You wonder, how in the world has that happened? Have we become such incredible return players or can we not volley anymore or is it just a combination of slower balls, slower courts?
I think it’s definitely a bit of a combination of many things. If I look back, I think we definitely had many more great volley players in the game back then. When you do have that, you are forced to move in, as well, because you don’t want to hit passing shots against a great volleyer over and over again. But because we don’t have that as much anymore, everybody’s content staying at the baseline.
A bit unfortunate, I think, because I love guys moving in, like a Melzer match today who throws in the occasional serve and volley. You have to throw in great passing shots. It’s unfortunate for the games. Unfortunately, they’ve slowed down everything, indoors, grass. Everything has become so slow, I think that is a bit of a pity.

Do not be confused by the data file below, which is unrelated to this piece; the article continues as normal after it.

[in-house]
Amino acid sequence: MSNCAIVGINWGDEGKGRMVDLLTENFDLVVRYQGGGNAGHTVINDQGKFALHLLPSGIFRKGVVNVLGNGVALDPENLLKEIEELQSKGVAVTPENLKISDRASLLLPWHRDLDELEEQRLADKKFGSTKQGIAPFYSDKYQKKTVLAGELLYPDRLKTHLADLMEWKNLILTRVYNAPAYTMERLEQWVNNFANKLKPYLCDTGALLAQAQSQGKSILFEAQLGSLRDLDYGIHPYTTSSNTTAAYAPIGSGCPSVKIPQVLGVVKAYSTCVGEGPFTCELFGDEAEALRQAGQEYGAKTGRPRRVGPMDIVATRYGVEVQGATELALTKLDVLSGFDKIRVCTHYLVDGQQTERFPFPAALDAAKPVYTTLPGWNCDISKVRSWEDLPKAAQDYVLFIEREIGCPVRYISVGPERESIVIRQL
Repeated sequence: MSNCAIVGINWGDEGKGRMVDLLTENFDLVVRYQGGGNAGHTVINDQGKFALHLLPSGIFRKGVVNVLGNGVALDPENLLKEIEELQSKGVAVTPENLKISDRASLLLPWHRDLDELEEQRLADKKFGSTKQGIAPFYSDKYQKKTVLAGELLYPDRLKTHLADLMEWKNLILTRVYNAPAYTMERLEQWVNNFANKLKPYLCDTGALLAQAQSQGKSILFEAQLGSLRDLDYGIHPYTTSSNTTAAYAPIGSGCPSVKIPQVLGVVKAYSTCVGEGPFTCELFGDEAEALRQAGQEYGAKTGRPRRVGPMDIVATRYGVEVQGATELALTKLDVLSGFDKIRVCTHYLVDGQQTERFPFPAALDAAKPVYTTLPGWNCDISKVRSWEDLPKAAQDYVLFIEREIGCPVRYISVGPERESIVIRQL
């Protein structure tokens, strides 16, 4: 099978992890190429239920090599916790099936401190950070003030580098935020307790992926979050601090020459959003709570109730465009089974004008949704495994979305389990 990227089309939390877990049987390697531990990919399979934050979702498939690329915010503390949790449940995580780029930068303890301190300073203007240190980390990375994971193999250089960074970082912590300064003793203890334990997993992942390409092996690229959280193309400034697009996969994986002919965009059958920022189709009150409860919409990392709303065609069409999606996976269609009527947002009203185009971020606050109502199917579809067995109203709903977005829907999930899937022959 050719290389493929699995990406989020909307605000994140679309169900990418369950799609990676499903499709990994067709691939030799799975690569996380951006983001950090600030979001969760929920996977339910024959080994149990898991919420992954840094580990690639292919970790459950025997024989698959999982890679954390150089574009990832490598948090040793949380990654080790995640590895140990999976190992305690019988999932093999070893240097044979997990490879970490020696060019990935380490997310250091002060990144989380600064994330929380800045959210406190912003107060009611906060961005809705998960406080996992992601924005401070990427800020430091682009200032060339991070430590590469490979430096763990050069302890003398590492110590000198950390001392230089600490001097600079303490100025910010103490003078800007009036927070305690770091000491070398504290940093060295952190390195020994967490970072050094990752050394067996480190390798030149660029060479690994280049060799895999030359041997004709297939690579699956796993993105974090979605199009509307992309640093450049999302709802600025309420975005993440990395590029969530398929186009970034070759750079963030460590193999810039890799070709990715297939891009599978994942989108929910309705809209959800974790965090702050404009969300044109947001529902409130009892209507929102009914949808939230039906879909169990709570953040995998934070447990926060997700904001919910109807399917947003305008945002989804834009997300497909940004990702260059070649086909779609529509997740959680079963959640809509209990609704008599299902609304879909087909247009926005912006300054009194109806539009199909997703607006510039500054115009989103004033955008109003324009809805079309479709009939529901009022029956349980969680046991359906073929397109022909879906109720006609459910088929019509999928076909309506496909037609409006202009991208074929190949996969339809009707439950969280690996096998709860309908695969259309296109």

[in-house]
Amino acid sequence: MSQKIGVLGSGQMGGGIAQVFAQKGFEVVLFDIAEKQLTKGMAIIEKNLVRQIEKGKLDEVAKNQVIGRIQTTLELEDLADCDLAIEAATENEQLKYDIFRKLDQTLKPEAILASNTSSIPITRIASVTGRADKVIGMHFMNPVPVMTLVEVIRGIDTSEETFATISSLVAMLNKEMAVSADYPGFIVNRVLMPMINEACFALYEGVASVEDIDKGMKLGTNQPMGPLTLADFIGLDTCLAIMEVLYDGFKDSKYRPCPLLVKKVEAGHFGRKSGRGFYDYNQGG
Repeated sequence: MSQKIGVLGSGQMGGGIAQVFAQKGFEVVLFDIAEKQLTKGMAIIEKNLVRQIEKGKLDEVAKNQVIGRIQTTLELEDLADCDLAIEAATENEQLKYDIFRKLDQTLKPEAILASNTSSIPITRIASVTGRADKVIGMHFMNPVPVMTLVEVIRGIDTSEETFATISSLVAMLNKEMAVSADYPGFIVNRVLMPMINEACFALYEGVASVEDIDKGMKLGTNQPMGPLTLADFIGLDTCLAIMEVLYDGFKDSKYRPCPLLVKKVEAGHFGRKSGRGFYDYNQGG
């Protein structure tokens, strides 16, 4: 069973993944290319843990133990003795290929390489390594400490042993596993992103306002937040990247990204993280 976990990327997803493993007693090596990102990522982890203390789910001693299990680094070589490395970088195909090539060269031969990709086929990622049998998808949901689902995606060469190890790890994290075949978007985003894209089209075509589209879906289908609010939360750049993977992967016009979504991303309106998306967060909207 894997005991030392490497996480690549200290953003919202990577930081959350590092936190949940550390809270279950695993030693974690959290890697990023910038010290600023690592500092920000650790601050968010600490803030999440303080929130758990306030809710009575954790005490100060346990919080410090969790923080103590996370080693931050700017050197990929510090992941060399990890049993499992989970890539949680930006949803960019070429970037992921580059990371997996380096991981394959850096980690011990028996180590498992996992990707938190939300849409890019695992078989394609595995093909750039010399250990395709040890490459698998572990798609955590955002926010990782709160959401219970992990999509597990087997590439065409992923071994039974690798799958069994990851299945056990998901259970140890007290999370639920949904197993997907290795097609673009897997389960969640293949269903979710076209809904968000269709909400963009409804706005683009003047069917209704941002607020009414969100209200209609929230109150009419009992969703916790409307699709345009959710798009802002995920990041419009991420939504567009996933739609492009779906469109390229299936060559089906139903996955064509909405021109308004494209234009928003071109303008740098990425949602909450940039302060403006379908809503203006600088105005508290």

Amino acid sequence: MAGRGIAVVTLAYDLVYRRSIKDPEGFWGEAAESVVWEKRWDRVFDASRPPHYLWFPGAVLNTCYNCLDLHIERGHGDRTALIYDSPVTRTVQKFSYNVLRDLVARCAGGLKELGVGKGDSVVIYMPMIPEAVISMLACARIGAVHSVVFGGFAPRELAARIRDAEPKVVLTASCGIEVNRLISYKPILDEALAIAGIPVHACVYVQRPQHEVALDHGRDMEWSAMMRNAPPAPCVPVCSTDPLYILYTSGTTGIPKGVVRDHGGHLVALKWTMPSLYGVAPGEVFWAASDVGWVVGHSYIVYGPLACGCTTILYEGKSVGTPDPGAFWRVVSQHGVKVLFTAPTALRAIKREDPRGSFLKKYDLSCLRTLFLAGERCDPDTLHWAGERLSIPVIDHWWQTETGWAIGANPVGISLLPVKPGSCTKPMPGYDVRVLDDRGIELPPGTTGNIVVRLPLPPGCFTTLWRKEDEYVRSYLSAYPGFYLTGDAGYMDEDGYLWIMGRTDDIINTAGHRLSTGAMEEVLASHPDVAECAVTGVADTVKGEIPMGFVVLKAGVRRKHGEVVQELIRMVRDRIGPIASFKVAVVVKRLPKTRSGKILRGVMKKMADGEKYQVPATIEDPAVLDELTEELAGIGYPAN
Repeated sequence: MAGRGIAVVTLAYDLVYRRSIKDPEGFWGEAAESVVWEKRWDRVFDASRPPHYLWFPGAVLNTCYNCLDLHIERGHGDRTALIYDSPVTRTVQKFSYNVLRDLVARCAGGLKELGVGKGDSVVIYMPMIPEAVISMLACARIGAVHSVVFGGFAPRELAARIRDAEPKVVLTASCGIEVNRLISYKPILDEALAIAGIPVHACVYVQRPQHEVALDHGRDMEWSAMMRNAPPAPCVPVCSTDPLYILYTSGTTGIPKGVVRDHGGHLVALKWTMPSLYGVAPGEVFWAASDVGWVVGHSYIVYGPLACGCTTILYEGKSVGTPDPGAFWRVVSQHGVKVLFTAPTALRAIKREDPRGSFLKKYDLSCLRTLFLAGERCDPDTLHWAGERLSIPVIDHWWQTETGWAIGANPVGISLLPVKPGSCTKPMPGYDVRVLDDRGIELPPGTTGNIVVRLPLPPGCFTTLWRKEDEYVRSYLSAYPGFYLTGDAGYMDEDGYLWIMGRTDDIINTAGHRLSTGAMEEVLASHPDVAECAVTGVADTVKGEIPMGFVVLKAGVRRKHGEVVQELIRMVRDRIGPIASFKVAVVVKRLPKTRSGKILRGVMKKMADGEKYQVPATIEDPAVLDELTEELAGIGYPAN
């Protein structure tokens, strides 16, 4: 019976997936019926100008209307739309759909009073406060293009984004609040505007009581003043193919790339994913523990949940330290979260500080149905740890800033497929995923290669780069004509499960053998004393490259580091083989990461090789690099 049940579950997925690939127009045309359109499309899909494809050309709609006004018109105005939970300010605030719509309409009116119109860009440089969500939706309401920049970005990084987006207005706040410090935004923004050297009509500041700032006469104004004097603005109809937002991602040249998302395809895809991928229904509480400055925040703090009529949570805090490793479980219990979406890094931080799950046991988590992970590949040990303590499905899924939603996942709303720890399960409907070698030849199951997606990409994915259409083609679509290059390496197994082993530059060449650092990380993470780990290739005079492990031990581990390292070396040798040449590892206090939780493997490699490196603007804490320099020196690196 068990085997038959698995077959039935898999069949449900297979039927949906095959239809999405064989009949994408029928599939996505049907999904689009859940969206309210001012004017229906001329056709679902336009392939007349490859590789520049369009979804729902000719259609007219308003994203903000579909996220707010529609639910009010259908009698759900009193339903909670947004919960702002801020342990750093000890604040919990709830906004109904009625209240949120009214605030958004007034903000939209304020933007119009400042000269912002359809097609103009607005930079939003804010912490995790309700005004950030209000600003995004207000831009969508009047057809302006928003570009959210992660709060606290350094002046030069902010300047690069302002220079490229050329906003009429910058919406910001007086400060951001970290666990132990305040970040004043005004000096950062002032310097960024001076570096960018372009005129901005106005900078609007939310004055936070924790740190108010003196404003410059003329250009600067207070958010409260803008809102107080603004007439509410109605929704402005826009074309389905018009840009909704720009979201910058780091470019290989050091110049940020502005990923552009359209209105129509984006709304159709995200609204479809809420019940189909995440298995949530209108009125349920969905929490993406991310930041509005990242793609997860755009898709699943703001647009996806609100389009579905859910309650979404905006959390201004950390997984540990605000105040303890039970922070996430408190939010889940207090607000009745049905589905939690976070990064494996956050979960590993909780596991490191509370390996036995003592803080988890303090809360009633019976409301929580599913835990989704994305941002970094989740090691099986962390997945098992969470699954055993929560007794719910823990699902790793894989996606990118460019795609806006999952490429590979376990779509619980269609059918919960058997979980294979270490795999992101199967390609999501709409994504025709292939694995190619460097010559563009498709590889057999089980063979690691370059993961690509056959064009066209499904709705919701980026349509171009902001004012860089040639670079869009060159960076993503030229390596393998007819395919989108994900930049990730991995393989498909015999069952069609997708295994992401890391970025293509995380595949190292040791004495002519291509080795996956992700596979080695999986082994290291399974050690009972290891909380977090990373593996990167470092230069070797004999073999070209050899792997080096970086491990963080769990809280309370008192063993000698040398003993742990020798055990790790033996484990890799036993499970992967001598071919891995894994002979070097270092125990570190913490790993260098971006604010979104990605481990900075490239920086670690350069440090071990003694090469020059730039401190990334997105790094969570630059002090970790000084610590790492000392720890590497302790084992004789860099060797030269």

I agree, things have become too slow. I remember in the days with fast surfaces and the big servers, people were complaining that the big serves is destroying the game. So it seems they responded by overcompensating and made thing too slow. This is why a clay court specialist like Nadal have been able to win majors outside of Roland Garros. It’s doubtful he would have won any slams outside of Paris otherwise, given how closely he won those slams outside of Paris. It was two very close five setters, and had the conditions been faster, you would have thought Roger would have won on both occasions, given that Nadal made the final of course. I do think it’s a pity, because you want to see all kinds of tennis, not just long base line rallies. Things have certainly changed a lot.